The Melbourne woman felt constantly ill as a result. Her hair began to fall out, the strength of the opioid medications severely damaged her digestive tract and she could barely function.
But every single one of the incredibly strong and dangerous pills, which are essentially pharmaceutical heroin, was prescribed by a doctor, obtained legally and taken as directed.
“I had never taken illegal drugs in my life but I might as well have been on them,” Ms Nikole said.
“The ridiculous amount of painkillers I had been giving were ruining my life. It was scary and it became an addiction, yeah. I was totally dependent on them.”
Ms Nikole was in a serious car accident in 2010 and what initially seemed to be general pain from the impact turned out to be a lower back injury.
“I saw numerous doctors, starting with my GP and then from there numerous specialists — osteos, chiros, physios, surgeons,” Ms Nikole said.
“No one could help me though. I had scans done that clearly showed there was a problem. It was so hard to even get an appointment with a surgeon and when I did, no one was willing to operate.”
Instead, she was prescribed several kinds of prescription pain killers and told that this would be her new reality.
“The more time that went by, they just increased the dose of the medication, the time that I was taking it, adding more in,” Ms Nikole said.
“I was taking a ridiculous amount of medication and not getting any relief. I thought, surely this can’t be the answer. It wasn’t right.
“For more than 12 months I was on high doses of really strong painkillers, every four hours.”
In 2011, Ms Nikole became one of the estimated 1.9 million Australians who begin taking potent prescription opioids each year across the country.
It didn’t take long for the 32-year-old to became one of the 750,000 people who experts say are hooked on the legal drugs, which are as potent as heroin and now kill more people than the infamous illicit substance.
As the prescriptions piled up, Ms Nikole bought a plastic container divided into days so she could keep track of the various pills she had been directed to take.
She eventually ran out of room. At the worst of it, she was taking 20 pills every four hours that had enormous side effects.
“The pills ruined my digestive tract. My face was swollen. A lot of my hair had fallen out. I looked like such a different person. I was really ill.
“I became depressed. I experienced hallucinations. The pain was still there and I had to take more and more pills.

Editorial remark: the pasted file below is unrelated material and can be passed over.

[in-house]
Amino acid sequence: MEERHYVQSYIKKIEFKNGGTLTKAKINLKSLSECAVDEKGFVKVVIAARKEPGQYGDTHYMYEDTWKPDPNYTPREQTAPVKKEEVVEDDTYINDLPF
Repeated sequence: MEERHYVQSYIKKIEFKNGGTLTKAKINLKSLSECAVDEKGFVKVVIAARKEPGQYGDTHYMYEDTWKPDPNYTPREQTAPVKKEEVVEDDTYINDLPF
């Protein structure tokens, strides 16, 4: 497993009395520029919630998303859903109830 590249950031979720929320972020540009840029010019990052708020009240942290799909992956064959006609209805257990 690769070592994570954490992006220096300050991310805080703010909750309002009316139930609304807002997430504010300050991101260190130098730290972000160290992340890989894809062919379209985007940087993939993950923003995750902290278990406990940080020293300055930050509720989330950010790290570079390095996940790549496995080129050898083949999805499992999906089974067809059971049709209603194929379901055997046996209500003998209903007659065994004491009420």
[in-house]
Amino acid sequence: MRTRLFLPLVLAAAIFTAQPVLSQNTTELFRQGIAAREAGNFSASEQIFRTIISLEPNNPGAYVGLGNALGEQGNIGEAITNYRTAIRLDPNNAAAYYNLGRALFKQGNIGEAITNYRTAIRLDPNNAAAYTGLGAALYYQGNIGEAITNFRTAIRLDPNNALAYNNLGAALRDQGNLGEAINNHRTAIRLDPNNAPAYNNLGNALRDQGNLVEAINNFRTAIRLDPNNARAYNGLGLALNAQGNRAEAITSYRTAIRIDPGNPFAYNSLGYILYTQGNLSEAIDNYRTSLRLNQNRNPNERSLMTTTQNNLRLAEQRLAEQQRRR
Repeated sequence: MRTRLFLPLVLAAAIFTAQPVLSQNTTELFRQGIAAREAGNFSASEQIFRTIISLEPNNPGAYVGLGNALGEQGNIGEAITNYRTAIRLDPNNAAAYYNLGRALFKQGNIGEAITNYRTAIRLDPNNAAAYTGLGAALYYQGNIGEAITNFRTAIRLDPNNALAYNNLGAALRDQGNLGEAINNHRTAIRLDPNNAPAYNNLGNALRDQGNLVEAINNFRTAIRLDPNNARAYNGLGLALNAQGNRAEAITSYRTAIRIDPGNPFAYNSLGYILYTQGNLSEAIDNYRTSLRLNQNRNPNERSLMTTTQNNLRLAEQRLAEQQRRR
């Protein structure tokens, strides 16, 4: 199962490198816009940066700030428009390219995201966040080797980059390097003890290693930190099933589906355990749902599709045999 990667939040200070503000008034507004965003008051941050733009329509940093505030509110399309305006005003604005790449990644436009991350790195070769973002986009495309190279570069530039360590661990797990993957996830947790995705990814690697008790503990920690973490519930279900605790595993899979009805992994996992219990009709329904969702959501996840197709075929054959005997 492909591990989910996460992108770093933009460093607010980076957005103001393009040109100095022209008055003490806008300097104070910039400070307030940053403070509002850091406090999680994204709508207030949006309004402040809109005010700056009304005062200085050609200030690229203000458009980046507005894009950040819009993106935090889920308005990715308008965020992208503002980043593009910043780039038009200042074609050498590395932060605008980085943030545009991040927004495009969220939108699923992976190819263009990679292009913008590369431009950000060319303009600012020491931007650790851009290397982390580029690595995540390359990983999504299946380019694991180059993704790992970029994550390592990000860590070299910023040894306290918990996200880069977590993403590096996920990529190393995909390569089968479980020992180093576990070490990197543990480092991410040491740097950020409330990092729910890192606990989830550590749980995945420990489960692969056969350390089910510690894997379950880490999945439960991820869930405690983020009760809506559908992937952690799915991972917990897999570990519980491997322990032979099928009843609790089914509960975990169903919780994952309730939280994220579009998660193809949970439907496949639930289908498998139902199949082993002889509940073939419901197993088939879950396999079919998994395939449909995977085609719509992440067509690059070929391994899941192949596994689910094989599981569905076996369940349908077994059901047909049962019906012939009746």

“One night, things got really bad and I went to the hospital. A doctor at an emergency department told me there was nothing they could do, that a lot of people have back problems, and that I’d just have to manage for the rest of my life.
“I was 25. That wasn’t what I wanted. Another neurosurgeon I saw told me to go back to my GP and work out a pain management plan to take medicine for the rest of my life.”
While at a pharmacy one day in 2013 having yet another prescription filled, after almost 18 months on a heavy dose of multiple pills, Ms Nikole collapsed.
“I was so drained — I wasn’t eating because of the pills, I wasn’t drinking enough water. They called an ambulance and the paramedic asked me what I was taking. I gave her the booklet and she was like, you must be joking.
“The physical and mental toll the medication took … it was awful. Those medications aren’t made for long-term use, I know now.”
READ MORE: Deadlier than heroin — the crippling drug crisis Australia is ignoring
The number of powerful opioid medications prescribed by doctors in Australia has boomed in recent years, and so have deaths from the legally available pills, which have more than doubled in a decade.
Turning Point clinical director and addiction treatment doctor Mathew Frei said prescription opioid deaths in Australia had now “equalled, if not surpassed the heroin crisis” of the late 1990s.
“The number of people dying in Australia is quite significant,” Dr Frei told news.com.au.
Medications like oxycodone, endone, morphine, codeine, fentanyl, tramadol and pethidine are being prescribed for pain conditions in huge numbers, often at high doses and for extended periods of time.
Desperate and at the end of her tether, Ms Nikole eventually met Melbourne surgeon Michael Wong in 2014 who reviewed her MRI scans and decided that he could help.
She underwent a surgery that fused her L4 and L5 discs. In recovery, she began the six-week process of being weaned off the opioids.
“You can’t be taken straight off it because it’s so dangerous,” Ms Nikole said.
Last year, she re-injured her back and returned for another surgery and after nine months of recovery is “feeling good” and pain-free.
And, more importantly for Ms Nikole, she does not need pain medication.
“It’s probably never going to be 100 per cent. But I’m at 90 per cent. And I’m not dependent on all those pills.”
A staggering 14 million scripts for powerful pain killers were written by doctors in 2017.
Of those taking them, the organisation Addiction Centre estimates that one-in-10 could become addicted to their medication.
A coronial inquest in Sydney last year heard alarming evidence that some 750,000 people are currently dependent on prescribed opioids across the country.
And research by Monash University estimated that of the 1.9 million people who start taking them each year, 50,000 new addicts become long-term users.
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